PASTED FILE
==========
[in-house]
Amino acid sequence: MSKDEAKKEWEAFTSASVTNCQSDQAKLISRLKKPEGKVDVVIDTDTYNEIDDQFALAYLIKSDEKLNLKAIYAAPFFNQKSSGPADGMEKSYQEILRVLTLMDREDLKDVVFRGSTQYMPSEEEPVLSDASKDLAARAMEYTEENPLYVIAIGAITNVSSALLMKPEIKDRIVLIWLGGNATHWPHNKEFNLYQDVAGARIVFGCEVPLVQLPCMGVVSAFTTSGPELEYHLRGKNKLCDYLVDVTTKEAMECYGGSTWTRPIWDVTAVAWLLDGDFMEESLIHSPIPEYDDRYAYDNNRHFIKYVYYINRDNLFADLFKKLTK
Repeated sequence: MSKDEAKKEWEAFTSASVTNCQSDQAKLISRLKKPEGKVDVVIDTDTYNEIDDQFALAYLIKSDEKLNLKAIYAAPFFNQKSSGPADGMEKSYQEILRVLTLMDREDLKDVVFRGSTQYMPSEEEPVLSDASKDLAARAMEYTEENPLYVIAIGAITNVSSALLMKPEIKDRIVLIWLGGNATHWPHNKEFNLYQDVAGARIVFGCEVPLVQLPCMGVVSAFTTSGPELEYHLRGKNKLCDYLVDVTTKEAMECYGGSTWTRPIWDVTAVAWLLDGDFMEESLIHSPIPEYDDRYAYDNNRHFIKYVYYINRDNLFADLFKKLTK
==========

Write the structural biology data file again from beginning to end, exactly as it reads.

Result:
[in-house]
Amino acid sequence: MSKDEAKKEWEAFTSASVTNCQSDQAKLISRLKKPEGKVDVVIDTDTYNEIDDQFALAYLIKSDEKLNLKAIYAAPFFNQKSSGPADGMEKSYQEILRVLTLMDREDLKDVVFRGSTQYMPSEEEPVLSDASKDLAARAMEYTEENPLYVIAIGAITNVSSALLMKPEIKDRIVLIWLGGNATHWPHNKEFNLYQDVAGARIVFGCEVPLVQLPCMGVVSAFTTSGPELEYHLRGKNKLCDYLVDVTTKEAMECYGGSTWTRPIWDVTAVAWLLDGDFMEESLIHSPIPEYDDRYAYDNNRHFIKYVYYINRDNLFADLFKKLTK
Repeated sequence: MSKDEAKKEWEAFTSASVTNCQSDQAKLISRLKKPEGKVDVVIDTDTYNEIDDQFALAYLIKSDEKLNLKAIYAAPFFNQKSSGPADGMEKSYQEILRVLTLMDREDLKDVVFRGSTQYMPSEEEPVLSDASKDLAARAMEYTEENPLYVIAIGAITNVSSALLMKPEIKDRIVLIWLGGNATHWPHNKEFNLYQDVAGARIVFGCEVPLVQLPCMGVVSAFTTSGPELEYHLRGKNKLCDYLVDVTTKEAMECYGGSTWTRPIWDVTAVAWLLDGDFMEESLIHSPIPEYDDRYAYDNNRHFIKYVYYINRDNLFADLFKKLTK